Data protection specialist Hayes Connor Solicitors  will be launching a group action against Dixons Carphone Warehouse after the ICO announced a £500,000 fine last week following the group’s significant data breach in 2018.
The retailer, which owns Currys PC World and Dixons Travel stores, admitted in 2018 that an undetected cyber-attack took place over a nine-month period between July 2017 and April 2018 exposing the card details of 5.6 million customers, and the personal details of 14 million individuals.
Kingsley Hayes, managing director at data breach and cybersecurity specialist Hayes Connor Solicitors, said: “The ICO’s decision has been long awaited and is the maximum fine that can be imposed on breaches that occurred before GDPR came into force. We submitted a disclosure request to Dixons in 2018 but it refused to answer until after the ICO’s decision.
“We have now recommenced that process and expect that in the coming months a group action will be launched. The data breach has exposed millions of its customers to potential identity fraud which could include fake bank accounts being opened in their name, fake credit applications and access to existing bank accounts.
“The ICO’s investigation found Dixons responsible for multiple failings including having inadequate software patches to prevent the cyber-attack, the absence of a local firewall and a lack of network segregation and routine system tests.
“As a result of its inadequate cybersecurity, millions of Dixons’ customers will have suffered, or are at a risk of, significant financial losses. The psychological stress following such a breach cannot be underestimated with clients often reporting anxiety and depression following a breach of their personal data and this can have an impact on every aspect of a victim’s life.”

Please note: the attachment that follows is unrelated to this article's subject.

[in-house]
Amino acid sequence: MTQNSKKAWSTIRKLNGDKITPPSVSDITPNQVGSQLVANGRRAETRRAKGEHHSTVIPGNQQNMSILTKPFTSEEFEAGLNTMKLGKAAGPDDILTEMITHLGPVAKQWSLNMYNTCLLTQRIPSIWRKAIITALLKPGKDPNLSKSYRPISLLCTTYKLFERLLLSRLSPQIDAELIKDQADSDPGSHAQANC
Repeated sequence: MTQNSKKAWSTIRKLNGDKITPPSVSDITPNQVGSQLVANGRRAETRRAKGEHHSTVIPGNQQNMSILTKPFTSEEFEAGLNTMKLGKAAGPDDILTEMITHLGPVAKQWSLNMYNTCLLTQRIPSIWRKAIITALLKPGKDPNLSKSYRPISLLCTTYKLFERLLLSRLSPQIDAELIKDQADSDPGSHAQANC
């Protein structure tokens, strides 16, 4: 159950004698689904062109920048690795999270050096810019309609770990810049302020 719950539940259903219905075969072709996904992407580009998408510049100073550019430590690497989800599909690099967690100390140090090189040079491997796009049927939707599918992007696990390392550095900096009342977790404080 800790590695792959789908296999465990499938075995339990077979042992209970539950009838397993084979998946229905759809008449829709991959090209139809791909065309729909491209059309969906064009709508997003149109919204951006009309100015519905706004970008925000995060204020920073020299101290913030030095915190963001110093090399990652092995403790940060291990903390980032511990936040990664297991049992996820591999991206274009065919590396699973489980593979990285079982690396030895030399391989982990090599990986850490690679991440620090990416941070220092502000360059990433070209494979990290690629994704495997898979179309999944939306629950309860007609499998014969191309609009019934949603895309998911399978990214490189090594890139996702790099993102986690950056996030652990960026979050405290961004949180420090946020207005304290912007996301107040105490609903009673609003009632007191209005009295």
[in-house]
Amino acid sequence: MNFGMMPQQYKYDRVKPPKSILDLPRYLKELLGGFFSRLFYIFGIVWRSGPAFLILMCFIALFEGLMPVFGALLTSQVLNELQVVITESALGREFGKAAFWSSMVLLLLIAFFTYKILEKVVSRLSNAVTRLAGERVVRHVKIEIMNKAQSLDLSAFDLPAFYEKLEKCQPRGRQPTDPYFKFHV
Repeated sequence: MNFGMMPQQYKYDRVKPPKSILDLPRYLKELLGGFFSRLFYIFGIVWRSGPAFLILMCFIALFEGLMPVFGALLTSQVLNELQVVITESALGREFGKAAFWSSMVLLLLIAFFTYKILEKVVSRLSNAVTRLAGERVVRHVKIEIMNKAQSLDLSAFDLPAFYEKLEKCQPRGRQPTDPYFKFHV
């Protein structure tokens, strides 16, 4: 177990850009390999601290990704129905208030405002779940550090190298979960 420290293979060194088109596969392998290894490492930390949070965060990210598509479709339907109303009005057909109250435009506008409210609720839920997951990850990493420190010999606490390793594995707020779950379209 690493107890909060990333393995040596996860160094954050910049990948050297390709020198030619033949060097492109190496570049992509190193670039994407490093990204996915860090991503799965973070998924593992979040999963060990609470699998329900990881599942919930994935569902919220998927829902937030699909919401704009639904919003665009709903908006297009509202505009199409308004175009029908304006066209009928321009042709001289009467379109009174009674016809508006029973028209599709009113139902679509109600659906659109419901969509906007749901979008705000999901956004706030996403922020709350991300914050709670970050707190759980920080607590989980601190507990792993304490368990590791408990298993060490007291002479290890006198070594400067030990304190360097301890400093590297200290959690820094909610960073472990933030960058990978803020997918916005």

The ICO investigation into the Dixons Carphone Warehouse data breach found that the cyber-attack comprised malicious software installed on 5,390 tills in branches of Currys PC World and Dixons Travel stores.
Kingsley Hayes continued: “Dixons has been extremely lucky that this cybersecurity wake up call took place prior to GDPR with the breach taking place over a nine month period up to just one month prior to GDPR coming into force.
“With an annual turnover of £billions, the penalties had the incident continued after 25th May 2018 would have proved extremely damaging. With the high street already facing significant challenges, businesses in the retail sector should heed the warning and ensure that watertight cybersecurity is in place before consumer confidence is further eroded.”
Hayes Connor has instructed Louis Browne QC and Ian Whitehurst of Exchange Chambers in Liverpool to assist with the group action.
Hayes Connor Solicitors was the first firm to serve a representative data breach claim in the High Court following the Court of Appeal’s ground-breaking ruling on 2nd October 2019. The ruling stated that law firms could bring representative action on behalf of just one individual to potentially win damages for the entire affected population. The action against Equifax has a total estimated value of £100 million.
Hayes Connor is the data protection advisor to the Communication Workers Union and is currently acting for thousands of claimants with data breach action against Ticketmaster, Equifax, Marriott International, TeamSport, Yahoo and the Police Federation of England and Wales.
For more information about Hayes Connor Solicitors, visit the website at www.hayesconnor.co.uk